Surrogates, supplementary characters, double-byte, multi-byte, and variable-width encoding ranges in Unicode and ANSI code pages

When I started digging into Unicode I was lost. It started to clear up for me when I eventually found a lot of terms that are synonymous and used interchangeably all over the place. For starters, "code page" might be called codepage, character set, charset, encoding, code character set, character map, or others. Then it gets a bit more specific but still confusing with Single Byte Character Set, (SBCS), Double Byte Character Set (DBCS), and Multi Byte Character Set (MBCS), especially when DBCS and MBCS can be used interchangeably. At this point we're still talking about mapping characters in a hexadecimal grid.

Then there's talk of more specific encodings where transformations actually occur. These are getting specific like UTF-8, UTF-16, and UTF-32. They get further defined with endianess and other info. UTF-8 and UTF-16 are both sometimes referred to as MBCS, which might be more incorrect than calling them variable-width.

Anyway, Surrogate code points and supplementary characters still seem an interesting area of vulnerability research. So it's been obvious for a while now we need to pay attention to the variable-width code pages. Microsoft has a good list of common codepages in use.

MSDN also has a useful page on Internet Exlplorer's Character Set Recognition. This categorizes popular charset aliases into families as far as IE is concerned.

I18N Guy also keeps up a page to kick start the surrogates and supplementary character research.

Variable-width characters in ANSI codepages

Now this isn't Unicode so much, but some ANSI code pages have variable-width character representations. That means that more than one byte can be used to represent a single character. Typically, it's two bytes, a lead and a trailing, like:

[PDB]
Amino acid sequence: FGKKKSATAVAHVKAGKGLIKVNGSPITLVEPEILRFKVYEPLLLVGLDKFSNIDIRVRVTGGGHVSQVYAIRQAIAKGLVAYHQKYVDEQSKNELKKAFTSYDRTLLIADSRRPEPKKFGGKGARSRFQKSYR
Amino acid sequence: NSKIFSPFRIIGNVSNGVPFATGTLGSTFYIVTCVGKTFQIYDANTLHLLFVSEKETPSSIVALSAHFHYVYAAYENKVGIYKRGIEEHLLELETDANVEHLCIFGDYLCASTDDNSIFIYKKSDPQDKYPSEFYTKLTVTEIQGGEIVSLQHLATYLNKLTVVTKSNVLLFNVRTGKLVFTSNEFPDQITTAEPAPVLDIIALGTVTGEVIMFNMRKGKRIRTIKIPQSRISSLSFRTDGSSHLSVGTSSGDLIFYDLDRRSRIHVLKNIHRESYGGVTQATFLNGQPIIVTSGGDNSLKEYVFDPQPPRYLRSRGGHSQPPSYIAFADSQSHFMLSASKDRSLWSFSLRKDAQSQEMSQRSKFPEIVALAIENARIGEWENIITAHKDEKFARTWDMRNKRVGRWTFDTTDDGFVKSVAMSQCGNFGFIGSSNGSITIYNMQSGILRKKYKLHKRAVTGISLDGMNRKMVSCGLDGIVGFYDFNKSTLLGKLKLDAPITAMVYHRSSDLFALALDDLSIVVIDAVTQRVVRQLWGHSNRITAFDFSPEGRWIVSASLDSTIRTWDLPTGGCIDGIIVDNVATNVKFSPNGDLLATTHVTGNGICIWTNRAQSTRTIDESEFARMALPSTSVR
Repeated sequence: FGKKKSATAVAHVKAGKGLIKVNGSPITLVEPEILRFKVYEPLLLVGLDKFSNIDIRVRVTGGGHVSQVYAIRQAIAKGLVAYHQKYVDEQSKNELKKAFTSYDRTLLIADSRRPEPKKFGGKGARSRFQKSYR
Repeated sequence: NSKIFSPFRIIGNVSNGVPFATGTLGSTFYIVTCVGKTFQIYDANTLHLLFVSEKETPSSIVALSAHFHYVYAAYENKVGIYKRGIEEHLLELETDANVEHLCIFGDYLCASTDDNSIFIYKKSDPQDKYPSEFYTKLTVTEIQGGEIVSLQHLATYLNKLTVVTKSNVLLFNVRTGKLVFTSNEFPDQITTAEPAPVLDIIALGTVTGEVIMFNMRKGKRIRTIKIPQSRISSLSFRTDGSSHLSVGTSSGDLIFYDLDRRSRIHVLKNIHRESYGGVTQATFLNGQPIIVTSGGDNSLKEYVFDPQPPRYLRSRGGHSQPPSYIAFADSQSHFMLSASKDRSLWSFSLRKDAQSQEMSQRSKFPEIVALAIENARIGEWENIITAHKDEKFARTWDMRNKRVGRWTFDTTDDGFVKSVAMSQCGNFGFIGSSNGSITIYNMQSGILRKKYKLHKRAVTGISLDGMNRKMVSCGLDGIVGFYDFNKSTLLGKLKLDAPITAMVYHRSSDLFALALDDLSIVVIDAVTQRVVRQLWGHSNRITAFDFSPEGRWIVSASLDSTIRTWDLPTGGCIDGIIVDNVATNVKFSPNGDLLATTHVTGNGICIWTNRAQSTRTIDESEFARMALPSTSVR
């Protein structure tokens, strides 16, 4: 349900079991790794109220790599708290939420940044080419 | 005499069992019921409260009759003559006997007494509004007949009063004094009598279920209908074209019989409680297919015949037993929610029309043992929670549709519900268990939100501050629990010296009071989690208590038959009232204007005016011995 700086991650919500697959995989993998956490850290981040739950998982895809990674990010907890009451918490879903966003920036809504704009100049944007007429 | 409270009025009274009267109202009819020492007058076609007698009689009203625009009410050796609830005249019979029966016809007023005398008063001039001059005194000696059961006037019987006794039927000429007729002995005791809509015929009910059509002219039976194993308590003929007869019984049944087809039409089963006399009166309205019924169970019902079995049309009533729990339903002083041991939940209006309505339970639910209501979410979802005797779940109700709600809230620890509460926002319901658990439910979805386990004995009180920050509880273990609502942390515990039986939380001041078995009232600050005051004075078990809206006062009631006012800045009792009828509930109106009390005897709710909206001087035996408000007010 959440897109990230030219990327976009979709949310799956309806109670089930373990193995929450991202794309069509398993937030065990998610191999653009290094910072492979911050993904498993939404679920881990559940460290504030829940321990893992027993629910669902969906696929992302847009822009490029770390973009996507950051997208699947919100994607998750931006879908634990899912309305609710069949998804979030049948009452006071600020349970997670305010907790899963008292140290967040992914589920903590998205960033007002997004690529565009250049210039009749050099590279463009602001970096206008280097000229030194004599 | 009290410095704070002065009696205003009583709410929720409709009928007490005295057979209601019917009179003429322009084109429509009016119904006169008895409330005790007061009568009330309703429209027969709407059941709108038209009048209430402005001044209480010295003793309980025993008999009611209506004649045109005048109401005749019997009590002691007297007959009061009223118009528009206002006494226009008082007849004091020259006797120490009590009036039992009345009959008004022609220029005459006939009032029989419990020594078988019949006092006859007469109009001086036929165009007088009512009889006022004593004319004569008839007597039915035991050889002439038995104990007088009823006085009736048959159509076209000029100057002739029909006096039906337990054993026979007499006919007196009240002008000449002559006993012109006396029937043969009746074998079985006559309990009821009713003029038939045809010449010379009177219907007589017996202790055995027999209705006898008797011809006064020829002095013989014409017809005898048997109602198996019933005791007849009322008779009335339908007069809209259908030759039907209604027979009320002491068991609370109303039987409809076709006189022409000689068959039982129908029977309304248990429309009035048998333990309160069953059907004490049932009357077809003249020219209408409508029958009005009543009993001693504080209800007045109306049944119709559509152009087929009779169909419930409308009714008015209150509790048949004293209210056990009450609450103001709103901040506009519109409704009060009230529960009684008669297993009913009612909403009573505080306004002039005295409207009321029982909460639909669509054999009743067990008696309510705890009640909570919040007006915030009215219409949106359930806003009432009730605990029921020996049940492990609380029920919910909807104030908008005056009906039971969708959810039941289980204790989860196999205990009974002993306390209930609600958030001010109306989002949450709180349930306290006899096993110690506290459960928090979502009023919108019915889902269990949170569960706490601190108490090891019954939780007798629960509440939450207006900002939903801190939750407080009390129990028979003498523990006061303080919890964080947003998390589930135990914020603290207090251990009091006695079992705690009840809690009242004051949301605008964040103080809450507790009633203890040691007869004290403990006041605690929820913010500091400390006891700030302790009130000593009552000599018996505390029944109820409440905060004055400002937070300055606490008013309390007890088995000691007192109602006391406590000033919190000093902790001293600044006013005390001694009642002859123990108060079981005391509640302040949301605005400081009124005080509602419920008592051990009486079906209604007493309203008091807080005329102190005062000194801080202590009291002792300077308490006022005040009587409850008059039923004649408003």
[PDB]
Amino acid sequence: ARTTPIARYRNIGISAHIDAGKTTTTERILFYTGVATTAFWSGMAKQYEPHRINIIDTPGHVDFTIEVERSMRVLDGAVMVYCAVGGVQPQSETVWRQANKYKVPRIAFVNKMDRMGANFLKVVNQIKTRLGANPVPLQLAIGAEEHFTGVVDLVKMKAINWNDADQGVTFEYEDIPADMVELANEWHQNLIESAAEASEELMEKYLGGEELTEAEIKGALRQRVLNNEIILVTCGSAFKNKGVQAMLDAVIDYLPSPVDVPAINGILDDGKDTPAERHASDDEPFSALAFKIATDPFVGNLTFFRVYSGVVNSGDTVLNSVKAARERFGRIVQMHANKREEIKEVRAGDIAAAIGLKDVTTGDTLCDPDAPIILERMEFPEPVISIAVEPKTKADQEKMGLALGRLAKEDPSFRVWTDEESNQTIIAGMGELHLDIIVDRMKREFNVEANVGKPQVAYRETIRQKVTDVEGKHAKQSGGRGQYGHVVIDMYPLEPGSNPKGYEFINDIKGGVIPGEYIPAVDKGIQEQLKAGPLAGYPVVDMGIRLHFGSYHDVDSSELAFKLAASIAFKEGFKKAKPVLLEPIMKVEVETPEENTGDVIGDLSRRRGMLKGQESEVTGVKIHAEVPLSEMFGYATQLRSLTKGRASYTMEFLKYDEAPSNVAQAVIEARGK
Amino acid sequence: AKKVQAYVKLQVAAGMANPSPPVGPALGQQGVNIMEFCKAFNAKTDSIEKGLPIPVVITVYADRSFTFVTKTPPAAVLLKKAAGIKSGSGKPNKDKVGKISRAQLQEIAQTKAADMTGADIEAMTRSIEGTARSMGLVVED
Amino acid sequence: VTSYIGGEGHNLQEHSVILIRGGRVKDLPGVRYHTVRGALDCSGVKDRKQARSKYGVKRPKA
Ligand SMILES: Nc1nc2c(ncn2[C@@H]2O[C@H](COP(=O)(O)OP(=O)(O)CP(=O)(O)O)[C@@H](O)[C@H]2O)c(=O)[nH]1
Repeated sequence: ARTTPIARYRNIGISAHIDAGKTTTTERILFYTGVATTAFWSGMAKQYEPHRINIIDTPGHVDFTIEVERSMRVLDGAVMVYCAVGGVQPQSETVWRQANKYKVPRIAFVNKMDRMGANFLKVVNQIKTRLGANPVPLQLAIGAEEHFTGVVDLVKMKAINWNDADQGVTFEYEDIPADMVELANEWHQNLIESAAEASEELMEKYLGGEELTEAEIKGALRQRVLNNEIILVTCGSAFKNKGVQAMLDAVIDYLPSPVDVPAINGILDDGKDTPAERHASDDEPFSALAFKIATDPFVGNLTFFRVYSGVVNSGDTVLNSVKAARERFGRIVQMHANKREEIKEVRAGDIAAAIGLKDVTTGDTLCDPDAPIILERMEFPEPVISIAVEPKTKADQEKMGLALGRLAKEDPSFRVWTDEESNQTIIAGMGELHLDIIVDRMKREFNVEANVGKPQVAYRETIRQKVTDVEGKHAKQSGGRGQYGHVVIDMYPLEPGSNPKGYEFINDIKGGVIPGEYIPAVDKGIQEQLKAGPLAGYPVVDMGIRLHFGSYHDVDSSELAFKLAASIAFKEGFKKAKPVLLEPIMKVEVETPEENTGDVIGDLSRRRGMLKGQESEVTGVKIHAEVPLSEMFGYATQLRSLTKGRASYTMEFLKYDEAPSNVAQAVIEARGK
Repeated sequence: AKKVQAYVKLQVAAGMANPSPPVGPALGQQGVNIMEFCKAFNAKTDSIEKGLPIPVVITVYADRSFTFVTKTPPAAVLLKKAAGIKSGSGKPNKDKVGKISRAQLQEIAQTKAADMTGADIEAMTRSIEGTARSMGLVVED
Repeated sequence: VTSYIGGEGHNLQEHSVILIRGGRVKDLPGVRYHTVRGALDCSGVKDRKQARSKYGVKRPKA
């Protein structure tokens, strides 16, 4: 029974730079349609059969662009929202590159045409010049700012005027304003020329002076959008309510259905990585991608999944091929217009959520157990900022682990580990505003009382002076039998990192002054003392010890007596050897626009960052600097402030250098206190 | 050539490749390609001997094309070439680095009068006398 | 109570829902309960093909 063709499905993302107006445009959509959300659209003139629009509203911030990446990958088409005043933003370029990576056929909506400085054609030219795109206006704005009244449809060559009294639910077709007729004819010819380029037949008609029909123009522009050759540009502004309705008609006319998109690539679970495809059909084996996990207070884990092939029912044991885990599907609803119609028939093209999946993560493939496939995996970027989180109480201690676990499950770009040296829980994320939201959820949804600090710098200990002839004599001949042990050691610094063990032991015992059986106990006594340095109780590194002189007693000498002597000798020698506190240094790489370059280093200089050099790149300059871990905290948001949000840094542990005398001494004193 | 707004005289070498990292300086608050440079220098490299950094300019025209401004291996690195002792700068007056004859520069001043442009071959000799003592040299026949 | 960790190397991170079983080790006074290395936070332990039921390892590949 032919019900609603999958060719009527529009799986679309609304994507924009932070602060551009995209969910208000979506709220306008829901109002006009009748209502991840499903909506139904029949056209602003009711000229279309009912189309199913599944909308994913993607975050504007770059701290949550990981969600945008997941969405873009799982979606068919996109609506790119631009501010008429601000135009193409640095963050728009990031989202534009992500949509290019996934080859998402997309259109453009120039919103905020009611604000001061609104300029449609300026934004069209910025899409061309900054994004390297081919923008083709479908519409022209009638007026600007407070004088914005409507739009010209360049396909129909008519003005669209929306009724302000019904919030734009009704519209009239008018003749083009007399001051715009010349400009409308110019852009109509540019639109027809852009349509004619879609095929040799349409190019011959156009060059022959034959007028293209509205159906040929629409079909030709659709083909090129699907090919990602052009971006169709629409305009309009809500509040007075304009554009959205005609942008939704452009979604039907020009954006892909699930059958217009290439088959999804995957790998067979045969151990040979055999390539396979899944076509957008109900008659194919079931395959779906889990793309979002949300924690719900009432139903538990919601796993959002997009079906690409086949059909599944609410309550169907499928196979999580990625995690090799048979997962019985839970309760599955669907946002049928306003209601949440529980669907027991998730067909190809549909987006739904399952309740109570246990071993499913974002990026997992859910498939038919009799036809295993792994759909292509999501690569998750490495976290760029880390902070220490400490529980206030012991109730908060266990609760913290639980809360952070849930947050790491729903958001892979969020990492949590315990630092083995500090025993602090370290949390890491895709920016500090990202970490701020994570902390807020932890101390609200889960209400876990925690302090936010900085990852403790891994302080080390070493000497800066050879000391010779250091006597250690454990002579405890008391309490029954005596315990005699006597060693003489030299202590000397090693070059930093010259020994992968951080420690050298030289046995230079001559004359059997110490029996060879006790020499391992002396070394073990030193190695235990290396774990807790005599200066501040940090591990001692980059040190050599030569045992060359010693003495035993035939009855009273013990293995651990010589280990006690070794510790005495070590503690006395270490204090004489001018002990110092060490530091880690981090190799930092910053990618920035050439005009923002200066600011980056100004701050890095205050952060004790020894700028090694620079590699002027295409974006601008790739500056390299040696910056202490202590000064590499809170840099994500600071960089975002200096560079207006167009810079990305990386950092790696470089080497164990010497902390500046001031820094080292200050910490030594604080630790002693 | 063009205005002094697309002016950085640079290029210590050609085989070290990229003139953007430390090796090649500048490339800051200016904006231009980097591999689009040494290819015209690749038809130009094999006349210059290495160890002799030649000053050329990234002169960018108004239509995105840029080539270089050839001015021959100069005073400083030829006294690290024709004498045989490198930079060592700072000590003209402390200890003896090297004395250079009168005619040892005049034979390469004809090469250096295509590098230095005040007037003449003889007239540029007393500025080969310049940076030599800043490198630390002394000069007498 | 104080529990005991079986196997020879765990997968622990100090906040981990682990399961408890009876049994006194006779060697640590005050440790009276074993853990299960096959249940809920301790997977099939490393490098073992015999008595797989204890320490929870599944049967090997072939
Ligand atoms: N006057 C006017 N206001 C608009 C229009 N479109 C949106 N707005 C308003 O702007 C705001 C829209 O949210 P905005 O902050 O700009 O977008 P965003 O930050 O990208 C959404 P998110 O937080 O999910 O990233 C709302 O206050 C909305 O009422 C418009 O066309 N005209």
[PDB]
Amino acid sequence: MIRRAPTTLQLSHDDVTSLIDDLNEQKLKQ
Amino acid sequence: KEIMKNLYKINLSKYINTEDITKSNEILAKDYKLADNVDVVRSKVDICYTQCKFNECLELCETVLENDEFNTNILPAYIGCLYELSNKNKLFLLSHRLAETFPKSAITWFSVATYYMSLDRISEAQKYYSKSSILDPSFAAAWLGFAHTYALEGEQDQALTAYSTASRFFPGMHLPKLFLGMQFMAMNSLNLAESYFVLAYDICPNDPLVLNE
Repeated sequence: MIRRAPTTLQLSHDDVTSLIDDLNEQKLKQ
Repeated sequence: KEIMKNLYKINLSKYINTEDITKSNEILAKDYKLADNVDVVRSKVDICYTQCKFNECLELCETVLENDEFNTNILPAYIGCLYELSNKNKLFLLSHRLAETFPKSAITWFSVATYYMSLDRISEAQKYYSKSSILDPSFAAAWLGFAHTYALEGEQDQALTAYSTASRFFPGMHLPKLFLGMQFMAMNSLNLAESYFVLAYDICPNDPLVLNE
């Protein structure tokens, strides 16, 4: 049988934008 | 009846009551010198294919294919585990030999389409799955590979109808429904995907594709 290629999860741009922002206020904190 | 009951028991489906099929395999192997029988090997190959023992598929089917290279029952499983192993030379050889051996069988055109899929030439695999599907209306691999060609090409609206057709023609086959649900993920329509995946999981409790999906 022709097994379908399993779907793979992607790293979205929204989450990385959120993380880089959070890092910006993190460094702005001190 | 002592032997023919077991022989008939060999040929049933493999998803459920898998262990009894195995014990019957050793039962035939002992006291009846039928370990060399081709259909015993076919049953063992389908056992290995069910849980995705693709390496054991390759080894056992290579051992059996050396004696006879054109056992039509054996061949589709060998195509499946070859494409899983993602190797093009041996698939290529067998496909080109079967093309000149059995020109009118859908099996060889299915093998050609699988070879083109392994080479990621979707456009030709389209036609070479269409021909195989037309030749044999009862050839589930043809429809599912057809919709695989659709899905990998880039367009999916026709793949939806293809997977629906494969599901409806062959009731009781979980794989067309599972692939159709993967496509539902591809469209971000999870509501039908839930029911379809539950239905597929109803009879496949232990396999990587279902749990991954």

[lead byte] + [trailing byte] = character

Looking at these tables seems like the range 81 - FE would be a good place to start looking for issues we've previously seen with character 'absorbtion'. This happens in some applications when a lead byte is encountered, followed by an invalid trailing byte. It's what Yosuke Hasegawa and Cheng Peng Su were talking about a couple years ago. The net effect is sometimes, depending on the application, that the second byte gets consumed, or absorbed, giving a whole new meaning to the string. The correct effect, would be to fail the string containing the illegal byte sequence although we'll usually see people replace it with a safe fallback character. That can work but can also be problematic depending on the implementation.

Windows Codepage 932 ANSI/OEM Japanese; Japanese (Shift-JIS)

Windows Codepage 936 ANSI/OEM Simplified Chinese (PRC, Singapore); Chinese Simplified (GB2312)

Windows Codepage 949 ANSI/OEM Korean (Unified Hangul Code)

Windows Codepage 950 ANSI/OEM Traditional Chinese (Taiwan; Hong Kong SAR, PRC); Chinese Traditional (Big5)

The Hong Kong Supplementary Character Set

香港增補字符集 Hong Kong Supplementary Character Set (HKSCS)